1 in 5 Canadians tried cannabis in 3 months, 1/2 of a million consumed THC products before or after work

Published May 30, 2019 10:00 a.m. ET
Photo by Lukas from Pexels

A lot of people seem to remain under the impression that introducing a new legal recreational substance would increase its use, and the biggest fear has been that it might end up falling into the hands of youth who can be adversely impacted by consuming cannabis while the body is still developing. Now that marijuana legalization has been in place across Canada for nearly half of a year, it’s the perfect time to sit back and take an assessment of how marijuana use has changed among Canadians.

The National Cannabis Survey has been administered by Statistics Canada since October 17 of 2018 when marijuana legalization first came into effect, but this latest release of information is the most in-depth and spans almost six full months to have data as a fair comparison. For the first time, we will finally be able to measure the real effects, including both positive and negative, since marijuana use became legal.

The survey results

The first portion of the survey that most people were waiting for was the measured difference in youth consumers since marijuana legalization. Though marijuana use did slightly increase over the first three months following October 17, 2018, over 50% of those new consumers were over aged 40, and a mere 2% of the calculated figure including underage users. This may come as a surprise since the propaganda we have been provided for the last several decades promised an entirely different turnout if marijuana use ever became socially acceptable, but the truth is that there are very few more children who are accessing cannabis, and those who have are very unlikely to ever smoke legal marijuana.

The second area of this survey that was given special attention focused on legal age consumers and their relationship with marijuana use, including how it is incorporated into their lives. Here are a few of the most relevant highlights from the adult section of the data.

  • Approximately 65 000 Canadians have tried smoking cannabis for the first time in their lives at some point since marijuana legalization.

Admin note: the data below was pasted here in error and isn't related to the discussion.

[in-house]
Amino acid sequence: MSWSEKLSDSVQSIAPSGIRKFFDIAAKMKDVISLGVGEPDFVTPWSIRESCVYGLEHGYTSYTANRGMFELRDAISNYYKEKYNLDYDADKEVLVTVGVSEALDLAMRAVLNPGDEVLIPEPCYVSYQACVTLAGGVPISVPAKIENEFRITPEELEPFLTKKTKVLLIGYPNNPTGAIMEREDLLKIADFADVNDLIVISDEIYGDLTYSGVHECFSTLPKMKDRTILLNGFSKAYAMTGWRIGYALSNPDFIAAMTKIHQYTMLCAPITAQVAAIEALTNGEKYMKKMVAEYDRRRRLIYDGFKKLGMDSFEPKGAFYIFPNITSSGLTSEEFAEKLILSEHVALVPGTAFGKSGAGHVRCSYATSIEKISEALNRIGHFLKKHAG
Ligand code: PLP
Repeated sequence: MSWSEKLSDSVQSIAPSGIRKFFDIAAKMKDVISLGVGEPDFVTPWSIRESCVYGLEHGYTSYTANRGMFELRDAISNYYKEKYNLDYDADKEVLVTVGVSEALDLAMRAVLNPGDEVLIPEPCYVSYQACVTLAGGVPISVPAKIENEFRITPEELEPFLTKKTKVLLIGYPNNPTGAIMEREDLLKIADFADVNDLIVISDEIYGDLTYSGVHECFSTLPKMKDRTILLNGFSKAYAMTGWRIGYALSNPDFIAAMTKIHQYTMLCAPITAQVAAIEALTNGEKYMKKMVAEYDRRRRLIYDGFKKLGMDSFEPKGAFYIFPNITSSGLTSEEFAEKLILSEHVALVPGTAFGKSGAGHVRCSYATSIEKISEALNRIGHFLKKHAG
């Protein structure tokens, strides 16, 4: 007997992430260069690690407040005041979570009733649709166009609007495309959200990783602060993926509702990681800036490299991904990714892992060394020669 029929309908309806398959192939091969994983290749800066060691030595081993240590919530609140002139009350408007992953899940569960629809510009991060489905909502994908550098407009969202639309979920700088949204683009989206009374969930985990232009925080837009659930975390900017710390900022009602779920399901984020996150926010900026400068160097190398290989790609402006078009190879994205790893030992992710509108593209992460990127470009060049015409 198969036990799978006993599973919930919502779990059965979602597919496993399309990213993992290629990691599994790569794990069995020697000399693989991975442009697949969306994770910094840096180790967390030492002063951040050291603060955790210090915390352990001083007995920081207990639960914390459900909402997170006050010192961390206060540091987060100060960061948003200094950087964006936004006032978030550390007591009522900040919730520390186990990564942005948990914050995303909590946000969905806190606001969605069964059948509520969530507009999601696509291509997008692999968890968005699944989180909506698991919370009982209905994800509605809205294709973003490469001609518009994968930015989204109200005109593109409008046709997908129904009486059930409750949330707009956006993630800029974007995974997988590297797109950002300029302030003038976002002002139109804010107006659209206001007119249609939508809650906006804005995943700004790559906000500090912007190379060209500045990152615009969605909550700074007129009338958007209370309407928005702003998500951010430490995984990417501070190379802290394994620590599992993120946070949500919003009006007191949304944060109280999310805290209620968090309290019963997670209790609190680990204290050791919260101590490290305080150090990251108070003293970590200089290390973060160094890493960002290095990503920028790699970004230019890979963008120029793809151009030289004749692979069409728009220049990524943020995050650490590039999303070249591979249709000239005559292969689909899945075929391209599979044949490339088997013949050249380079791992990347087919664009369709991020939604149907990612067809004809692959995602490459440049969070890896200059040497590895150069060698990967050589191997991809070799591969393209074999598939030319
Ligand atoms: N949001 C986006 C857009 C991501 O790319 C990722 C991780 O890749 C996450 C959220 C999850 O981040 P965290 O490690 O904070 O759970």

• Around 32 500 of the new consumers in Canada since marijuana legalization were over age 40.
  • The average daily marijuana use of Canadians has not changed at all, but the number of weekly users has risen by approximately 2%
  • About 500 000 people have driven after smoking marijuana.
  • Half of the nearly half of a million cannabis consumers also got behind the wheel with alcohol in their system at the same time as THC.

Smoking marijuana effects are still widely misunderstood, and with plenty of new research on the produced cannabinoids showing a various range of medicinal benefits, it makes sense that older Canadians who have been seeking more natural treatments for symptoms have turned to THC since marijuana legalization. It also appears that Canada was able to avoid any potential collapse in society once dispensaries were finally introduced, and our youth seem to be staying on pace with the average yearly increases that were happening for nearly a decade before marijuana use became legal. Researchers and specialists remain insistent that at least a decade worth of this valuable data is required to make a proper assessment, but for now, the future of Canadians after the legalization of cannabis is remaining pretty much the same. This is believed to be true because the majority of those who were interested in the substance were already using it long before they received our federal government’s official blessing.

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